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This chapter is from the book

This chapter is from the book

Hardware Requirements: The Basics

Vista is a demanding operating system that needs a bit of beefcake under the hood. So if your system is more Paris Hilton than Rosie O'Donnell, you'll have to give it a bit more oomph with a couple of upgrades. Even Vista's minimum hardware specifications (as defined by Microsoft) are somewhat ambitious.

First, let's look at what Microsoft recommends; then I'll tell you what hardware you really need to have a good Vista experience.

Microsoft's Minimum Vista Specifications

Microsoft calls its minimum Vista specifications "Vista capable." The CPU on a Vista-capable computer has been around since 2000, but the minimum graphics processor that will work on a Vista-capable computer only came about in 2002. Here are the specs:

  • A single-core 800MHz processor or better, which means a high-end Pentium III
  • 512MB of system memory
  • A graphics processor that is DirectX 9-capable, likely one built since late 2002 or early 2003

Frankly, this setup is a cupcake. If this is what you plan to run Vista on, get ready to spend a lot of time in the AngryDome. It'll drive you crazy. To have even a passable experience with Vista, you're going to need a lot more horsepower under the hood.

Microsoft's Recommended Specifications

Microsoft has dubbed its recommended hardware specifications for Vista as "Vista Premium." These are the minimums that Microsoft says you'll need for a reasonable experience with Vista:

  • 1GHz 32-bit or 64-bit processor
  • 1GB of RAM
  • Support for DirectX 9 graphics with a WDDM driver and a minimum of 128MB of graphics memory (VRAM)
  • 40GB of hard drive capacity, with 15GB free space
  • DVD-ROM drive
  • Audio output capability
  • Internet access capability

What that means is a computer that was bought in 2003 or later. Anyone who follows this hardware recommendation is going to be miserable with the results. It's way too bullish, and Microsoft should be ashamed of suggesting such paltry specs.

Andy's "Don't Believe the Hype" Vista Specs

I've run Vista on a variety of older machines, and I have to say if you have a computer that you bought before 2005, you're in for a disappointment, especially if the computer was of a budget variety. And if you get the OS to load on something older, it may run fine now, but as you start loading it with Vista-designed applications, it's going to annoy the cheddar out of you.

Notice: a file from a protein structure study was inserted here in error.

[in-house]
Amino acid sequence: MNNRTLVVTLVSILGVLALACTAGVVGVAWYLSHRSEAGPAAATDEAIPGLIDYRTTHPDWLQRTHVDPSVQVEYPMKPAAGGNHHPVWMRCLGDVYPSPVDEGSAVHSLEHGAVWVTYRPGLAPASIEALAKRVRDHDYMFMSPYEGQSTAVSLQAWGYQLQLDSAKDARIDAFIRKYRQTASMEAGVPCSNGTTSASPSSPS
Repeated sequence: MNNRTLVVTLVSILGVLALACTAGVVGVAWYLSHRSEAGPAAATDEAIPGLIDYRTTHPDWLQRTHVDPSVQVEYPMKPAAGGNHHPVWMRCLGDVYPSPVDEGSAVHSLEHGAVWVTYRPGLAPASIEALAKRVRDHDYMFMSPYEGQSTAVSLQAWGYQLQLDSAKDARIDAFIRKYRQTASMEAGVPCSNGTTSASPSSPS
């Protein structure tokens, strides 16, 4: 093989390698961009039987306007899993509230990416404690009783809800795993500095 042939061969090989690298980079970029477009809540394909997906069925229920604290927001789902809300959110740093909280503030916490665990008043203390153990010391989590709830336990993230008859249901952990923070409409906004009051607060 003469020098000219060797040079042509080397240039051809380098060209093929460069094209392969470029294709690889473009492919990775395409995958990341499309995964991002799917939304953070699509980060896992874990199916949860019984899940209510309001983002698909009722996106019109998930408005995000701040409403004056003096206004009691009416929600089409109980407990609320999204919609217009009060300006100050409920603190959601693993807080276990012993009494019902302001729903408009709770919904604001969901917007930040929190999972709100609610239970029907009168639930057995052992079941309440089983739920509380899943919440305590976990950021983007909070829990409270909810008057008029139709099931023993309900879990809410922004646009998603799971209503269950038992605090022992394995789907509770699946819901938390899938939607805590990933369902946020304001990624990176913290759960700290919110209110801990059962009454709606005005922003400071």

For those who want a good experience with Vista and want a couple of years of performance out of the machine before new applications drag it to its knees, I'd recommend at minimum a machine that runs a multicore processor.

Figure 4.1

Figure 4.1 This Pentium D was the first-generation multicore processor for the consumer. (Photo courtesy of Intel.)

That's either Pentium D, Pentium D Extreme, Core 2 Duo (see Figure 4.2), Core 2 Quad, or AMD multicore equivalent.

Figure 4.2

Figure 4.2 The Core 2 Duo processor from Intel is a processor with two "brains," which will run Vista well. (Photo courtesy of Intel.)

That's the simplest advice I can give you. Most machines of that caliber will have the requisite RAM and video technology to do Vista justice.

To go deeper, here are detailed hardware specifications for what I call "Vista Reasonable":

  • A multicore processor, such as the Pentium D and Core 2 Duo or equivalents. As I write this, the quad-core CPUs are starting to hit the consumer marketplace, so one of those will do fine as well (see Figure 4.3).
    Figure 4.3

    Figure 4.3 The Core 2 Extreme processor from Intel is a quad-core processor that would do Vista justice. (Photo courtesy of Intel.)

  • 1GB of RAM, but I recommend 2GB.
  • DirectX 9-capable video card that offers Vista drivers, with a minimum of 128MB of VRAM. I urge you to do better with 256MB or 512MB of video RAM.
  • 80GB hard drive or better.
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